Giving : OK

    Receiving $1.00 = Not OK

    FWIW, I've spoken to my local ATF branch at length regarding this, as well as consulting an attorney. The "profit and livelihood" is where it gets murky, and you can twist and squirm to your belief or pleasure.... But accepting cash is the definite line in the sand.

    All of those kaboom pics suck. They are obviously the result of someone not doing what they were supposed to. Bad as they were, unless I missed something, none of these failures would cause any kind of lasting injury if you were wearing required eye and ear protection.

    The 338 with the crazy load of lil gun gave 5 stitches. Thats about the worst one there, and thats a very hot load. I would have never pulled the trigger on it.

    I'm not at all surprised that the number of kabooms from factory ammo - nothing in this world is perfect, and they do it every day.
    Last edited: Jul 25, 2013
  13. Walkalong

    Walkalong Moderator

    We do not try to help people skirt the law here at THR. You can give away reloads, but you cannot sell them. If you are receiving compensation for the reloading, it could easily be conceived as breaking the law. But yes, if they supply the components, and you load them up for free, which means no compensation, it's legal.
  14. sbrader

    sbrader Well-Known Member

    I am happy to work with a new reloader to help them learn the ropes. I am also happy to let them reload on my press; even with my components for a couple of close friends who are in a bit of a financial pinch right now. I'll stand beside them and talk them through step by step, but I don't load ammo for them.

    Now, with that said, we all try out each other's reloads when we're at the range together so the line gets a little blurred. My conscience keeps me from specifically reloading for other people, though.

    That's just my opinion, of course.
  15. 40-82

    40-82 Well-Known Member

    When you consider the cost of powder, primers, and bullets against the cost of factory ammo with someone else doing the labor(you.) Then suddenly you will find friends coming out of the woodwork who will allow you to reload for them.

    Consider this scenario, which I read once in a magazine: two fellows at adjacent shooting benches on a public range, the reloader and the friend he reloads for. A fairly large crowd is at the range. The friend pulls the trigger on his 270 and blows it to smithereens. The friend turns to the reloader and loudly announces, "Your reloads." The reloader examines the rifle and quickly determines that it was not his reloads in the rifle, but a 308 cartridge, which will blow any 270 up.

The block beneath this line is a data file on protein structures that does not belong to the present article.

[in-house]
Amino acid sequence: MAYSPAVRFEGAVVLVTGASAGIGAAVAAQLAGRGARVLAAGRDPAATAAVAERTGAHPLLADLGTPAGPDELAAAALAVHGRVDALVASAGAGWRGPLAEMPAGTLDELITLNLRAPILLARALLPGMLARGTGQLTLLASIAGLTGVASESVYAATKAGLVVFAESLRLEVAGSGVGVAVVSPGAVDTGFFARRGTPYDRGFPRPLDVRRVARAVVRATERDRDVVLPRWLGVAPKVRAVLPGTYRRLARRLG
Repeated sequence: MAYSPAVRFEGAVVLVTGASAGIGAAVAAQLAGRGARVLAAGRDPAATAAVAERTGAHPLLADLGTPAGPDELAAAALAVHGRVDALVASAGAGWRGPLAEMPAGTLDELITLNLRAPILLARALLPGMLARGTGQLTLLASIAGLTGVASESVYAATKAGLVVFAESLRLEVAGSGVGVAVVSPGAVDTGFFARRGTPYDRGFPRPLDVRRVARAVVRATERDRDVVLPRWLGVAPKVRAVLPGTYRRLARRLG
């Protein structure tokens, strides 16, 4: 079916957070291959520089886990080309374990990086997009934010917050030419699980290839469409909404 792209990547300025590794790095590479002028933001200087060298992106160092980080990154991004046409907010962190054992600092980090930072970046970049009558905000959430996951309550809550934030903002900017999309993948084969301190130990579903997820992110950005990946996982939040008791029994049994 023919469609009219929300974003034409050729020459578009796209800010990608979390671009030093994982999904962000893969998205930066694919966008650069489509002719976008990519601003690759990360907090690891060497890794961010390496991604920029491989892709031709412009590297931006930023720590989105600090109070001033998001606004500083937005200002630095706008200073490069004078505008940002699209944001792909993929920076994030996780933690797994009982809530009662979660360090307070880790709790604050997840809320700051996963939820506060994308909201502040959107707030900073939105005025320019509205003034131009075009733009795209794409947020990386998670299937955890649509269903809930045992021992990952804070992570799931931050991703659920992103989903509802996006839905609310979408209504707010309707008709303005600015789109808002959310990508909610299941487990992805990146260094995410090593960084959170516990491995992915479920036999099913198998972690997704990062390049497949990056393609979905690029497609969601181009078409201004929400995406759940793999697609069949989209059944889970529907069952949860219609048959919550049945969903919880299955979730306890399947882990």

If you reload for someone aside from saving them money, they will assume that you also take on every problem they ever have in the future with that gun. If you're willing to do that, go ahead.
  16. X-Rap

    X-Rap Well-Known Member

    I understand peoples concern over liability but I don't understand their lack of faith in their own work when they will buy or recommend the purchase and use of commercial reloads that are done on the same or similar equipment by commercial reloaders who might have a minimum wage worker manning the press.
  17. myFRAGisFUBAR

    myFRAGisFUBAR Well-Known Member

    Well that is all I needed to know. Time to drag the friends over for a reloading session and a cookout. Thanks for the advice and I hope I didn't step on anyone's toes.
  18. Bovice

    Bovice Well-Known Member

    I've been loading for a good while and I always let others shoot my guns. The ammo in the gun is also mine, it doesn't worry me. I trust my QC process enough that each round will safely go bang, insofar as shooting safety goes. I have given ammo away to friends. It's all been checked and rechecked, just like anything else I load. It's never been more than 50-100 rounds at a time, though.
  19. Sunray

    Sunray Well-Known Member

    "...as long as no cash trades hands..." Yep. However, the ATF can still decide you're loading commercially without a licence. And you can run into liability issues.
  20. 119er

    119er Well-Known Member

    I help friends load components that they have purchased by giving them instructions and the use of my equipment. I supervise the session and try to have them learn the quirks of the press and what is normal and what is not. I go to the furthest degree of safety that is possible and checks are made frequently.

    Just as when someone accompanies me to the range using my ammo they are told that the ammunition is reloads created by me. The risk and dangers are made well known. When reloading they must be present and looking at the levels and watching the powder cop/lockout die. Speed takes a back seat to safety. At the point that they understand the process they are taking no more risk than I am. I also am very specific to who I will teach and allow to load on my equipment. This isn't a hobby for everyone.